Dissolving Avoidance

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Photo Credit: bohed via Pixabay

Last week I found myself spontaneously making a note on along the bottom of my calendar.

“Make a choice. Yes or no. Do or do not.   Don’t waste precious time and energy on avoidance.”  

Yes, part of that is stolen.

Thank you Yoda.

Here’s what can happen for me. I run my own business, which means that whether it’s financial management, IT support, planning, marketing, filing, direct client services or keeping the office clean, it’s my job. Yes, I hire a few small things out and envision more of that in time. But for the most part, it’s down to me. While I love every moment I spend with clients, some of those other responsibilities I really don’t enjoy

Your situation may be entirely different. Maybe you’re balancing the demands of a full-time career and the full time love of raising children or caring for extended family. Or maybe you don’t have kids or they’ve left home and now it’s the balancing act of career + personal interests + nurturing relationships + a passion for life-long learning. Truth is, I’ve not met many people who don’t have more on their “to-do” list than there is time to get it all done.

When I did my pre-vacation planning a couple weeks ago, the final schedule looked daunting, but do-able. Then when I got into actually completing all that was on my schedule, I had an afternoon that I simply could not do what was on my list. I hit a spot where my body just said, “No. Way.”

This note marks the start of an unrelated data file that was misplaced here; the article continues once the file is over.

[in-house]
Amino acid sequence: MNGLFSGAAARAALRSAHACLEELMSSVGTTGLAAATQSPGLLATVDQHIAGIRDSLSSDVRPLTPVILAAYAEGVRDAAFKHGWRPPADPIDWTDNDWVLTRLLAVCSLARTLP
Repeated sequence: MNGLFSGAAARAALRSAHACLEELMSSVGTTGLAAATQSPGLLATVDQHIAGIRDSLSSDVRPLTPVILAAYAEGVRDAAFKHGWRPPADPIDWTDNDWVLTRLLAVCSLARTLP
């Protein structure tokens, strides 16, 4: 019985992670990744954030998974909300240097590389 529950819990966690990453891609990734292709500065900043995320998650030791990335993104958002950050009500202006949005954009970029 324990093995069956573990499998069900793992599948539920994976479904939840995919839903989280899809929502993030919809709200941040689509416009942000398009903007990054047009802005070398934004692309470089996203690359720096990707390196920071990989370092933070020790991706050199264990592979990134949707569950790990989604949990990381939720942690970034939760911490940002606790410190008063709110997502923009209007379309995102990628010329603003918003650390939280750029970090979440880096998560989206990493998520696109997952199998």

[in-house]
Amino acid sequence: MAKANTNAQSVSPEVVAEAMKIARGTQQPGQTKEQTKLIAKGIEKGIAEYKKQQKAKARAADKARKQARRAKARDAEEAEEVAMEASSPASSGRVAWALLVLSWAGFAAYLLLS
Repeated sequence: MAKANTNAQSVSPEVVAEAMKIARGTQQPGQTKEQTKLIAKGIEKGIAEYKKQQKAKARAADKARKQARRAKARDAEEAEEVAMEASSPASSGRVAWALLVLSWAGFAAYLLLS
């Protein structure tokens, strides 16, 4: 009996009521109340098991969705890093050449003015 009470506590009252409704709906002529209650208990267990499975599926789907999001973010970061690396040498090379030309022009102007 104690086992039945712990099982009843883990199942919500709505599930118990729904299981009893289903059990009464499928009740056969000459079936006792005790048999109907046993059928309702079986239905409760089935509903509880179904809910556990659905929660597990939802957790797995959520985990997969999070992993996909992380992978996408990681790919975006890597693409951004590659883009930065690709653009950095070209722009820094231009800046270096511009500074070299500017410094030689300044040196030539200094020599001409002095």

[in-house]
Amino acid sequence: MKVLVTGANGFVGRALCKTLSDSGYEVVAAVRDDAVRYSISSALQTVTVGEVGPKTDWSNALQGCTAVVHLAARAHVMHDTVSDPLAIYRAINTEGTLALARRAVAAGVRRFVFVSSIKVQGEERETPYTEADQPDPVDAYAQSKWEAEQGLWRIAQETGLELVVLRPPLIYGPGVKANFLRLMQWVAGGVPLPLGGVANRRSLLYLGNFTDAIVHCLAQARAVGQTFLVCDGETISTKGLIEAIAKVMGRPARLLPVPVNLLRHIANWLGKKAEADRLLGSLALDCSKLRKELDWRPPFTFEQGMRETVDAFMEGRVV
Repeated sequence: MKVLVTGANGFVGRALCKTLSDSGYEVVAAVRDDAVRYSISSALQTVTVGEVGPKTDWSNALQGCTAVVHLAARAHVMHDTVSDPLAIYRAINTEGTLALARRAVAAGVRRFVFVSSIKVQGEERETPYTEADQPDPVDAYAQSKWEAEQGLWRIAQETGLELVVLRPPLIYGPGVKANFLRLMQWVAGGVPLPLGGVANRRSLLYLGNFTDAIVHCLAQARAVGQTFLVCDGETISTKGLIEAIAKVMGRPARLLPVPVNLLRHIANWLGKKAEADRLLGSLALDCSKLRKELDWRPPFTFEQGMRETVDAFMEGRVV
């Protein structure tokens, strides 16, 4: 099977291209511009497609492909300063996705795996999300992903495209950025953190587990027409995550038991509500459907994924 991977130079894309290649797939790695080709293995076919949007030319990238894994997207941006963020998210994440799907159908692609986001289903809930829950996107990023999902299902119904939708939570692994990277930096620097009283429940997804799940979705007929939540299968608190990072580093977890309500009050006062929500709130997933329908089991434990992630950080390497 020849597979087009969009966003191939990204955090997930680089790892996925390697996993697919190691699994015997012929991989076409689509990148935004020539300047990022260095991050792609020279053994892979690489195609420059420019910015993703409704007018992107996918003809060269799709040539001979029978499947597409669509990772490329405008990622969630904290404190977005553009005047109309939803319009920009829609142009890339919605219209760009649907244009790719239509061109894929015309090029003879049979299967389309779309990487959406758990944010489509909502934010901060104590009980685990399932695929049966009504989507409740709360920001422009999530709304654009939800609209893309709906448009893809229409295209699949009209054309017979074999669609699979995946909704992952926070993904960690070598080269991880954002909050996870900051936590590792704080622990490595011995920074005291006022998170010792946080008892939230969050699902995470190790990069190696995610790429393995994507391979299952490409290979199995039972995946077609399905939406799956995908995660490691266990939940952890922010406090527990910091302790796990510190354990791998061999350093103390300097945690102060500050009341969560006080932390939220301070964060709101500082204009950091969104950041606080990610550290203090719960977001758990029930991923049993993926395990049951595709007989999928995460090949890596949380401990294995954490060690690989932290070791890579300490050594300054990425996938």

Yep. You know that feeling – when doing laundry looks far more inviting than getting that “top-priority” task done.

That was when some less-than-conscious part of me wrote that note across my calendar and just moved on to other things. 

That firm, Yoda-inspired, directive was a synthesis of intuition, study, practice and heart wisdom at it’s most spontaneous & it has served me well during the last couple weeks. Here’s some of what I’ve come to understand about avoidance.

Avoidance often points to an internal conflict. It’s worth pausing to ask yourself a few questions. Is this really something I want to do, something that’s important to me? Is this based on trying to meet someone else’s expectations? Is there something about this that is taking me away from my right path? 

Get clear about what matters most. To answer the questions above it helps to take an honest look at what you value. That doesn’t insulate you from avoidance, but when it shows up you can measure your intentions and actions against what’s most important to you. 

Remember the wisdom of the body. Make a regular practice of listening to your body. Is the avoidance a result of the need for rest? Safety? Right timing? The mind can misdirect; the body speaks from a primal wisdom. Learning to read the language of the body can be a challenge for some, but well worth the effort. 

Be realistic about time. Look at alternative ways of getting things done. Get help, modify your approach or let it go.

Notice your patterns. Do you have a regular tendency to overwork yourself or put too much pressure on yourself? Get help from a friend, coach or counselor to dissolve painful patterns and create ones that serve you better.

When I was a young mom and juggling career, family, personal interests, taking care of my home and the beloved task of raising my son, I had an excerpt of a poem by Ruth Hamilton on my wall. I’m sure many mothers know it well.

The cleaning and scrubbing will wait till tomorrow,
for children grow up, as I’ve learned to my sorrow.
So quiet down, cobwebs. Dust go to sleep.
I’m rocking my baby and babies don’t keep.
~ Ruth Hulbert Hamilton

 

This is wisdom that’s useful at any stage of life. When we’re clear about our priorities, choices become more straightforward even when they’re not always easily made. Today, this month, this year – – – what’s your “baby”?

Avoidance and resistance are part of the human experience from time to time. Be gentle with yourself and make space for your own intuition and inspiration.

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